Object Oriented Ontology and tacit knowledge (or, Harman among the potters)

A proposal for a practice-based symposium

Inspired by Object Oriented Ontology, I’ve been working with the proposition that Ceramics might be a particularly useful discipline within which to explore relations between objects. Reflecting on Tim Morton’s proposal of rhetoric as a means of contacting the ‘strange stranger’, it occurred to me that making might be equally effective. All forms of craft making constitute an intimate engagement between body and material, but clay seems singular in its openness to interaction with other objects – hands, cloth mats, air, sponges, water, wooden rolling pins, temperature, steel knives, feathers, etc.
 
The idea to facilitate a dialogue between a potter and a philosopher came out of this thinking. Taking up Ian Bogost’s call to ‘carpentry’, I plan to have the potter make a coffee cup and then to teach the philosopher to do the same. One aim is to generate language that attempts the impossible – to express tacit, or embodied, knowledge – and to introduce the possibility of speculative investigation into the activity of making. How might we build on Heidegger’s reflection on jug making, for instance?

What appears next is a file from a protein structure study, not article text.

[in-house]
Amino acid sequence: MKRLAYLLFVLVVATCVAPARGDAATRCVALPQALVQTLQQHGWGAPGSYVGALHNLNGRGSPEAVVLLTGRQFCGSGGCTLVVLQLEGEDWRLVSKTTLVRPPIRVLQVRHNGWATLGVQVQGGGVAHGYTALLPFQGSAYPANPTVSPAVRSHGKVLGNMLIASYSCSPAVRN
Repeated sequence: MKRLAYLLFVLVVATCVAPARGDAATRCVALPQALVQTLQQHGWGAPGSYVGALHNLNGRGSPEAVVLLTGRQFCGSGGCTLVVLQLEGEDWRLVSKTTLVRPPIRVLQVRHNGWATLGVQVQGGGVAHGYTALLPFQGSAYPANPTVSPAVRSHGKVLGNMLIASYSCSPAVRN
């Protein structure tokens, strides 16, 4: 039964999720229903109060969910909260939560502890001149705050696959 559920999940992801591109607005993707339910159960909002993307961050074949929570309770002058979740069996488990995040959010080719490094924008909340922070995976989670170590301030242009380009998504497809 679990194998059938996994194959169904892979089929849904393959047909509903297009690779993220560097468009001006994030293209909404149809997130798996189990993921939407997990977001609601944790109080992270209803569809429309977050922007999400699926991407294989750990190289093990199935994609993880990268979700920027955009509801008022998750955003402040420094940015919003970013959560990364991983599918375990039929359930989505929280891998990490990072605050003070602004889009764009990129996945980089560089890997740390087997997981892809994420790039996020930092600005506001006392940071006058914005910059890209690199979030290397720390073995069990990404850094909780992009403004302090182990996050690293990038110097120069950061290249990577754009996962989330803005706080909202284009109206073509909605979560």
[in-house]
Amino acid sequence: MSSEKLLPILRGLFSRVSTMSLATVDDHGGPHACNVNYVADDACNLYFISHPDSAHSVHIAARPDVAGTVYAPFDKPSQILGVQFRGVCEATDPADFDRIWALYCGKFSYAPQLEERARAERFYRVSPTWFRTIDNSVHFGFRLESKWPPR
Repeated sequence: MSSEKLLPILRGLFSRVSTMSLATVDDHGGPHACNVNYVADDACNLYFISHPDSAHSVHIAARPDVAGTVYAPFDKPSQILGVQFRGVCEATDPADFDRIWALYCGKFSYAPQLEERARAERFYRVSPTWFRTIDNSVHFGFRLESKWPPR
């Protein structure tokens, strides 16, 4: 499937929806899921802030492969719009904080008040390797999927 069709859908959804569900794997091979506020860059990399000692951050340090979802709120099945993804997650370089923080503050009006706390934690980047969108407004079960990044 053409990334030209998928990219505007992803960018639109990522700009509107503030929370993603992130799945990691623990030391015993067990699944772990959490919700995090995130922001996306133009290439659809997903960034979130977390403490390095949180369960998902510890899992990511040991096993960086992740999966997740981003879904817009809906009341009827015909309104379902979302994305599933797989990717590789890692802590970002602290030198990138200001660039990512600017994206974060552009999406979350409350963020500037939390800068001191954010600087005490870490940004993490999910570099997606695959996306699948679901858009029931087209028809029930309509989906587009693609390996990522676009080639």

Potters, of course, have their own language of touch and use, but it seems to me that the common functional object might offer an under-explored and relatively uncluttered terrain. While trying to swerve the tired old art/craft dichotomy, such an object doesn’t seek to offer oblique access to other objects through imaginative deployment of metaphor, as art objects might do. It comes from a parallel world, being presented as itself, its meaning deriving from its materials, its function and, perhaps most of all, its facture. (The medium is the message, but the medium needs a mediator). I wonder if the embodied knowledge that is central to facture might be seen as a metaphor for withdrawal – it can’t be seen, it can’t be explained, it can’t be simplified. It is expressed in making and re-embodied in the made object. The making is a withdrawn element in the maker and the made.

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